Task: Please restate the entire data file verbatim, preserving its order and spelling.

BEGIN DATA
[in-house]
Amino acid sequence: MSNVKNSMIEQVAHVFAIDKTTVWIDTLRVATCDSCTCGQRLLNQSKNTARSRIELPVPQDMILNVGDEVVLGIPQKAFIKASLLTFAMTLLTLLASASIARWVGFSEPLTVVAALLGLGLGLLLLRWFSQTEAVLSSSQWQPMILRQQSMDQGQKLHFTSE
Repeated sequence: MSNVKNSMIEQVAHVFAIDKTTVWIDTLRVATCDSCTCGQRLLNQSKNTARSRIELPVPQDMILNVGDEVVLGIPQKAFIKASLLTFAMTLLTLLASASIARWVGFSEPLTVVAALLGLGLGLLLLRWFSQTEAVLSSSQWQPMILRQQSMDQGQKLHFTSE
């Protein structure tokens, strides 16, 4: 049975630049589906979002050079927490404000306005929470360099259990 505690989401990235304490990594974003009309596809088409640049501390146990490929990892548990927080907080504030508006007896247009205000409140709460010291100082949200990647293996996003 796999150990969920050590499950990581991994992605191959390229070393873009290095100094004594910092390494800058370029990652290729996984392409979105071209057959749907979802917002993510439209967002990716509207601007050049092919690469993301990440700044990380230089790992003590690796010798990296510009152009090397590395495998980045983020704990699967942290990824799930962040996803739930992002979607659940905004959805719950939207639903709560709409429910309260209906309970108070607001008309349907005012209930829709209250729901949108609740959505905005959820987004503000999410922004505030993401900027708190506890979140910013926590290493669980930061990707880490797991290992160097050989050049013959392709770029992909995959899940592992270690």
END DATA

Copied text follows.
[in-house]
Amino acid sequence: MSNVKNSMIEQVAHVFAIDKTTVWIDTLRVATCDSCTCGQRLLNQSKNTARSRIELPVPQDMILNVGDEVVLGIPQKAFIKASLLTFAMTLLTLLASASIARWVGFSEPLTVVAALLGLGLGLLLLRWFSQTEAVLSSSQWQPMILRQQSMDQGQKLHFTSE
Repeated sequence: MSNVKNSMIEQVAHVFAIDKTTVWIDTLRVATCDSCTCGQRLLNQSKNTARSRIELPVPQDMILNVGDEVVLGIPQKAFIKASLLTFAMTLLTLLASASIARWVGFSEPLTVVAALLGLGLGLLLLRWFSQTEAVLSSSQWQPMILRQQSMDQGQKLHFTSE
């Protein structure tokens, strides 16, 4: 049975630049589906979002050079927490404000306005929470360099259990 505690989401990235304490990594974003009309596809088409640049501390146990490929990892548990927080907080504030508006007896247009205000409140709460010291100082949200990647293996996003 796999150990969920050590499950990581991994992605191959390229070393873009290095100094004594910092390494800058370029990652290729996984392409979105071209057959749907979802917002993510439209967002990716509207601007050049092919690469993301990440700044990380230089790992003590690796010798990296510009152009090397590395495998980045983020704990699967942290990824799930962040996803739930992002979607659940905004959805719950939207639903709560709409429910309260209906309970108070607001008309349907005012209930829709209250729901949108609740959505905005959820987004503000999410922004505030993401900027708190506890979140910013926590290493669980930061990707880490797991290992160097050989050049013959392709770029992909995959899940592992270690």